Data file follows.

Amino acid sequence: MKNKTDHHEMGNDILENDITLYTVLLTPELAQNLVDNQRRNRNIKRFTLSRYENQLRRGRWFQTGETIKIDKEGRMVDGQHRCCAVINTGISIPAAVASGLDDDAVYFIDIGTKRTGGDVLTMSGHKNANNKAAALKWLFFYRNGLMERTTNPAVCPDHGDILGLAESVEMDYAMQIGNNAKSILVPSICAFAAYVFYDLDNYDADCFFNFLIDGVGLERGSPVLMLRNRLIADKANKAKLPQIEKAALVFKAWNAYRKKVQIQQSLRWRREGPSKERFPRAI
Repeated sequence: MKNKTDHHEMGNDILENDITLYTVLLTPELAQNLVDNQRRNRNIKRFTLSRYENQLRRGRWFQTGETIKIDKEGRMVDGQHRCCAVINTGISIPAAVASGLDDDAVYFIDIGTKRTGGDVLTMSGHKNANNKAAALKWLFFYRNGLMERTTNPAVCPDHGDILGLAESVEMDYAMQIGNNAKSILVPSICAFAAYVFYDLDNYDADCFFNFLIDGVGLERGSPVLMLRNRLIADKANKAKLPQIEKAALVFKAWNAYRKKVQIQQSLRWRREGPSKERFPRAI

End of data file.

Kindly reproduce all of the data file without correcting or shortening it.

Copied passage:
Amino acid sequence: MKNKTDHHEMGNDILENDITLYTVLLTPELAQNLVDNQRRNRNIKRFTLSRYENQLRRGRWFQTGETIKIDKEGRMVDGQHRCCAVINTGISIPAAVASGLDDDAVYFIDIGTKRTGGDVLTMSGHKNANNKAAALKWLFFYRNGLMERTTNPAVCPDHGDILGLAESVEMDYAMQIGNNAKSILVPSICAFAAYVFYDLDNYDADCFFNFLIDGVGLERGSPVLMLRNRLIADKANKAKLPQIEKAALVFKAWNAYRKKVQIQQSLRWRREGPSKERFPRAI
Repeated sequence: MKNKTDHHEMGNDILENDITLYTVLLTPELAQNLVDNQRRNRNIKRFTLSRYENQLRRGRWFQTGETIKIDKEGRMVDGQHRCCAVINTGISIPAAVASGLDDDAVYFIDIGTKRTGGDVLTMSGHKNANNKAAALKWLFFYRNGLMERTTNPAVCPDHGDILGLAESVEMDYAMQIGNNAKSILVPSICAFAAYVFYDLDNYDADCFFNFLIDGVGLERGSPVLMLRNRLIADKANKAKLPQIEKAALVFKAWNAYRKKVQIQQSLRWRREGPSKERFPRAI